Generally speaking, anyone who knows that a crime has been committed can report it by filing a police report. However, the Crown prosecutor ultimately makes the decision about whether to bring criminal charges.
Moreover, once the minor files the police report, the police will likely contact the minor’s parents and involve them in the case. Anyone who reports a crime—including a minor—can later ask the police whether or not prosecutors brought charges against the accused. If someone has filed a police report against you or is pressing charges against you, you need experienced legal counsel on your side. At Bourdon Defence, our legal team can examine what happened in your case and look at all the options you have available to you.
Calgary Criminal Procedure
Calgary prosecutors pursue criminal cases under the Criminal Code of Canada. The majority of criminal cases proceed in much the same manner. In many cases, the alleged victim will file a police report at the local police station or with a prosecution service. These complaints can be in writing or verbal. Once you file a report, the police will undertake a full investigation of the incident in order to try and figure out what happened. Once the police have completed their investigation, the case is ultimately turned over the public prosecutor’s office having jurisdiction over the case (i.e., depending upon where the alleged incident occurred). A public prosecutor then decides whether enough evidence exists to bring criminal charges against the accused.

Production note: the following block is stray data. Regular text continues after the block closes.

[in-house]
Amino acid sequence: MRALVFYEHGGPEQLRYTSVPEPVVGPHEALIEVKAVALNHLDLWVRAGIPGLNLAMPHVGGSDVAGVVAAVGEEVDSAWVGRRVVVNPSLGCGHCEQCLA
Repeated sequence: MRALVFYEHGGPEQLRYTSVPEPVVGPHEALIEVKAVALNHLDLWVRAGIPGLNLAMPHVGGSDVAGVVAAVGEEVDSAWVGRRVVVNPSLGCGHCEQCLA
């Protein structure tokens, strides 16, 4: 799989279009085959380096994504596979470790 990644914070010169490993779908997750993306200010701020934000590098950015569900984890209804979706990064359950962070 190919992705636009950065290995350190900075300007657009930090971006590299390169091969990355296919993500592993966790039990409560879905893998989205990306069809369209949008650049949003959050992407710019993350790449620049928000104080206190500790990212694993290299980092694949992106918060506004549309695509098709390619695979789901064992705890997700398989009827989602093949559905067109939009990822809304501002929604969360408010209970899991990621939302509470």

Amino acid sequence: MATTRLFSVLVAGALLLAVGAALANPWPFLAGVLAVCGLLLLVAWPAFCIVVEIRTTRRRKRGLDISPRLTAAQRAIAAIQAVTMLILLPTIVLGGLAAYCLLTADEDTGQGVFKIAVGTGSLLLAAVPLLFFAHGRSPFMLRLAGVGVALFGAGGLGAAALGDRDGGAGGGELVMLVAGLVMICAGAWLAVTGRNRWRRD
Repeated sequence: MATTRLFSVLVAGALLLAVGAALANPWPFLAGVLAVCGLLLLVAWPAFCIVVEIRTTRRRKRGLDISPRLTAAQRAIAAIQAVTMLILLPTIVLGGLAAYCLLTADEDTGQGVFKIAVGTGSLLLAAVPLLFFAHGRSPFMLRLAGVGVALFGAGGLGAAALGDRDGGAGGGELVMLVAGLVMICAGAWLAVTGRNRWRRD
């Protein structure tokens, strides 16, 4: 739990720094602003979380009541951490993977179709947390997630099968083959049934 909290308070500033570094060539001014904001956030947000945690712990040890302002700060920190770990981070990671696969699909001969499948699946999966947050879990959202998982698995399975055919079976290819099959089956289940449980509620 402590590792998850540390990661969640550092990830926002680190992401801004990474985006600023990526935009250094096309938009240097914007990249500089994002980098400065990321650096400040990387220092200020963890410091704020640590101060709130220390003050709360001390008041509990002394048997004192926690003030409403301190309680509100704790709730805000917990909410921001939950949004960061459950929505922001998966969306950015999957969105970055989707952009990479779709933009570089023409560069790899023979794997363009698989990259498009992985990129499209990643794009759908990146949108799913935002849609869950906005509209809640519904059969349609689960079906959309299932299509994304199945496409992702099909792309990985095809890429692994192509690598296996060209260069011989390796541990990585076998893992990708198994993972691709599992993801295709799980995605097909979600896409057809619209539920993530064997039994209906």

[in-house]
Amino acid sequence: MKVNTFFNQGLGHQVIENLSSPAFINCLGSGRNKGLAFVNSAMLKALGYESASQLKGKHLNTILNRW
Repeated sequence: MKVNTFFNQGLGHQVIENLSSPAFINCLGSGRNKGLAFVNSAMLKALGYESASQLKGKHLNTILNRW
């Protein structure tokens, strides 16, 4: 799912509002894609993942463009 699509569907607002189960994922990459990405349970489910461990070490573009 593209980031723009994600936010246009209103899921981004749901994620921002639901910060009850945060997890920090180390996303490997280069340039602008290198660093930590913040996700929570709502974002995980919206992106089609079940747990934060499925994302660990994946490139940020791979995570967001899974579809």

Going to Court
After someone files a police report, an investigation completed, and charges brought, the Crown prosecutor assigned to the case will handle the case in court and at any criminal trial. During a trial, the individual who reports the crime (typically the alleged victim) may act as a witness in the prosecution’s case. The alleged victim may be called to the stand to testify about what happened, what the accused did or did not do, and about any personal injuries or property damage sustained during the alleged incident. During a criminal trial, the following will also take place:
- The presiding judge will listen to all of the evidence presented by both sides in court.
- The presiding judge will rule on the admissibility of evidence presented during the criminal trial.
- The judge or the jury will decide the case. Juries are reserved only for cases that involve serious crimes.
In some circumstances, if the accused does not like the trial result, he or she may be able to appeal the case to a higher court.
Call a Calgary Criminal Defence Lawyer About Your Case Today
Filing a police report is the beginning of a criminal case. If someone has filed a police report and you now face criminal charges, the experienced lawyers at Bourdon Defence may be able to help. To schedule a free consultation and case evaluation with a Calgary criminal defence lawyer, please call us today at (403) 474-4143, or contact us online.